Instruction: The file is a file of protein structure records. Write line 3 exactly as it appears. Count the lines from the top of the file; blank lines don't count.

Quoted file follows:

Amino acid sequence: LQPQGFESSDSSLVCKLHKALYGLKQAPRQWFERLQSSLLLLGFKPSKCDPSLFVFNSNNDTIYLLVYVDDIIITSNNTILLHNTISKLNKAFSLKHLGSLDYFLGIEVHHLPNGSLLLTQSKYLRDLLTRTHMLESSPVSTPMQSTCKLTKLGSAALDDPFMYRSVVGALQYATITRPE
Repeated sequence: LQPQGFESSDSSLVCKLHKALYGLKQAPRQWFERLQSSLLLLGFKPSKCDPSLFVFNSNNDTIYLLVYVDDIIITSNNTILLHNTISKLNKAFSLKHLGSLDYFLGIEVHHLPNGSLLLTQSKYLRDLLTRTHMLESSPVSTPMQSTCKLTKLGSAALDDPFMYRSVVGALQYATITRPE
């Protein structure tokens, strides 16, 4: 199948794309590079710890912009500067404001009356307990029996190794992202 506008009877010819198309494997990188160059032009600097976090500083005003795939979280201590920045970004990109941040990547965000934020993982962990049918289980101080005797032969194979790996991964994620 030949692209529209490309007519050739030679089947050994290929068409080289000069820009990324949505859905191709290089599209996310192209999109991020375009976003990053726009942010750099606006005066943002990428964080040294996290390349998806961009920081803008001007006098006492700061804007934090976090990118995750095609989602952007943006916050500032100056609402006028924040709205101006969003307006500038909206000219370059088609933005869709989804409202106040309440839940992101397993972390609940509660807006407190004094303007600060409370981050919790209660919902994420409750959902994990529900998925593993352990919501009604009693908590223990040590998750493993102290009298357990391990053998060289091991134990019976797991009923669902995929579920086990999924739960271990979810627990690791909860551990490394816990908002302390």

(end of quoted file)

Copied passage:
């Protein structure tokens, strides 16, 4: 199948794309590079710890912009500067404001009356307990029996190794992202 506008009877010819198309494997990188160059032009600097976090500083005003795939979280201590920045970004990109941040990547965000934020993982962990049918289980101080005797032969194979790996991964994620 030949692209529209490309007519050739030679089947050994290929068409080289000069820009990324949505859905191709290089599209996310192209999109991020375009976003990053726009942010750099606006005066943002990428964080040294996290390349998806961009920081803008001007006098006492700061804007934090976090990118995750095609989602952007943006916050500032100056609402006028924040709205101006969003307006500038909206000219370059088609933005869709989804409202106040309440839940992101397993972390609940509660807006407190004094303007600060409370981050919790209660919902994420409750959902994990529900998925593993352990919501009604009693908590223990040590998750493993102290009298357990391990053998060289091991134990019976797991009923669902995929579920086990999924739960271990979810627990690791909860551990490394816990908002302390």